This is truly an all American Christmas Carol.  It comes from the black slaves who worked on plantations.  No one knows who wrote the original words or the music. In the later part of the nineteenth century, a group at Fisk University in Nashville, Tennessee worked to save the old spirituals. A man at Fisk, named John W. Work Jr., also had a passion for preserving these old hymns. He wrote down the words that survived and then added a couple of verses. The song was then published in 1907.The Jubilee Singers from Fisk took the songs all over the world. Go Tell It On the Mountain has been performed by them since 1879.

I have several different recordings of this song but I especially love the ones that seem to be sung deep down from the singer’s soul. It helps me imagine the black slaves singing this with hope for the savior who would come and free them from their bondage.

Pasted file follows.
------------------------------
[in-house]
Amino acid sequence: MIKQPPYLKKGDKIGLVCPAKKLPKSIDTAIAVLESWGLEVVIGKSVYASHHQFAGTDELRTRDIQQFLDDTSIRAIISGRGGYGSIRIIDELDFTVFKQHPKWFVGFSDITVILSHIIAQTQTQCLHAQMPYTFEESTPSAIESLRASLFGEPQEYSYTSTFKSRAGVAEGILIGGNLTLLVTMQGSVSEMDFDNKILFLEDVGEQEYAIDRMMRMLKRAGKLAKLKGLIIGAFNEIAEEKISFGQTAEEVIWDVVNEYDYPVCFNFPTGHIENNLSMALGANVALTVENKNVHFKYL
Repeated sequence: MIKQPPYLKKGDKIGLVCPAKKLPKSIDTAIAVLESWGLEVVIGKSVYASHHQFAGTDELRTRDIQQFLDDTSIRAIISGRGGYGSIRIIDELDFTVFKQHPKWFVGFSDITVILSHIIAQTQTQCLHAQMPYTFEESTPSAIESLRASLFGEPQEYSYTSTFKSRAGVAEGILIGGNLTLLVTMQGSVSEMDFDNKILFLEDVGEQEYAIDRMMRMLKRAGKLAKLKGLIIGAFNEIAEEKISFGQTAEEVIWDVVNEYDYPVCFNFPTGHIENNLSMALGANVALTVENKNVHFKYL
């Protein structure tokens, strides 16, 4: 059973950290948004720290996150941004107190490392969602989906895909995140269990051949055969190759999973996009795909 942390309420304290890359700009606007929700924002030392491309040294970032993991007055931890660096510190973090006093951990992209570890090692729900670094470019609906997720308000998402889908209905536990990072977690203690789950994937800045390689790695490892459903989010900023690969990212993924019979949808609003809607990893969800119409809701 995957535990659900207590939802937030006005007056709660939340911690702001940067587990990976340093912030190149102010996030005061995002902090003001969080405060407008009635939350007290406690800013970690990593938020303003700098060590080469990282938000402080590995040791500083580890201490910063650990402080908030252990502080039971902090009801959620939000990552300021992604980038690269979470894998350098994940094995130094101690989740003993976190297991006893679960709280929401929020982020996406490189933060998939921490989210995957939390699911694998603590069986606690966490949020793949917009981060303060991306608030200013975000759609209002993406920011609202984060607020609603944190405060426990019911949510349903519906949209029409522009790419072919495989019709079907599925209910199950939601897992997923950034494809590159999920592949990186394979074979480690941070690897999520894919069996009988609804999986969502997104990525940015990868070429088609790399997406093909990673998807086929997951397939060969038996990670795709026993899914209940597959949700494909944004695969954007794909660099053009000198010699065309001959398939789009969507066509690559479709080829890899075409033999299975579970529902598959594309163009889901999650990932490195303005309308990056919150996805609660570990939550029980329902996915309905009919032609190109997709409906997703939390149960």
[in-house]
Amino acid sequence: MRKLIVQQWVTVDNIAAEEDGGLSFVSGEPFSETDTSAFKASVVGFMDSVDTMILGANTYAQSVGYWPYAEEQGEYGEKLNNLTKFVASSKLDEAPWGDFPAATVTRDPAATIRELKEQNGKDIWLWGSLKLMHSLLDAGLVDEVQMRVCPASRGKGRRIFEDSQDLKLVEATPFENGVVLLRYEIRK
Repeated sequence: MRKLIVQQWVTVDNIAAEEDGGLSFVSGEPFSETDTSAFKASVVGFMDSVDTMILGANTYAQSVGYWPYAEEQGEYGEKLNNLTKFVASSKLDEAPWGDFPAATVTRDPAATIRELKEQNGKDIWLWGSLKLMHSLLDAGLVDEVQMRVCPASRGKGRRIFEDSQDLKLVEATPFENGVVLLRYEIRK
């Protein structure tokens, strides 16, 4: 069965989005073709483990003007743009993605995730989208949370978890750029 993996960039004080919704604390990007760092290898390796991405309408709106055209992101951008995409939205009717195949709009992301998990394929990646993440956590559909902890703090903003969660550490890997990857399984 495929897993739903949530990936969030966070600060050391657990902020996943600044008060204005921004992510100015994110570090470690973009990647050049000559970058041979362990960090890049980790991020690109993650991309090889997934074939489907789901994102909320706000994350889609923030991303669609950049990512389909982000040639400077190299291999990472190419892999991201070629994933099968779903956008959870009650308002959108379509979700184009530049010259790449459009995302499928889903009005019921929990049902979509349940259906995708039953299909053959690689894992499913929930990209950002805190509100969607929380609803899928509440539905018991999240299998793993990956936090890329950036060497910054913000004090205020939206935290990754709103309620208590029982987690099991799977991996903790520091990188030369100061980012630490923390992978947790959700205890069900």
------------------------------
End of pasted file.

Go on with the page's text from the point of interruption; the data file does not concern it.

Chorus sung after each verse:

Go tell it on the mountain, Over the hills and everywhere;

Go tell it on the mountain, That Jesus Christ is born!


While shepherds kept their watching O’er silent flocks by night,

Behold throught-out the heavens There shone a holy light. 


The shepherds feared and trembled When lo! Above the earth

Rang out the angel chorus That hailed our Savior’s birth.


Down in a lowly manger The humble Christ was born,

And brought as God’s salvation That blessed Christmas morn.


*My reference for this piece is Then Sings My Soul Book 2 by Robert J. Morgan. I’ll be reviewing this book in the coming weeks.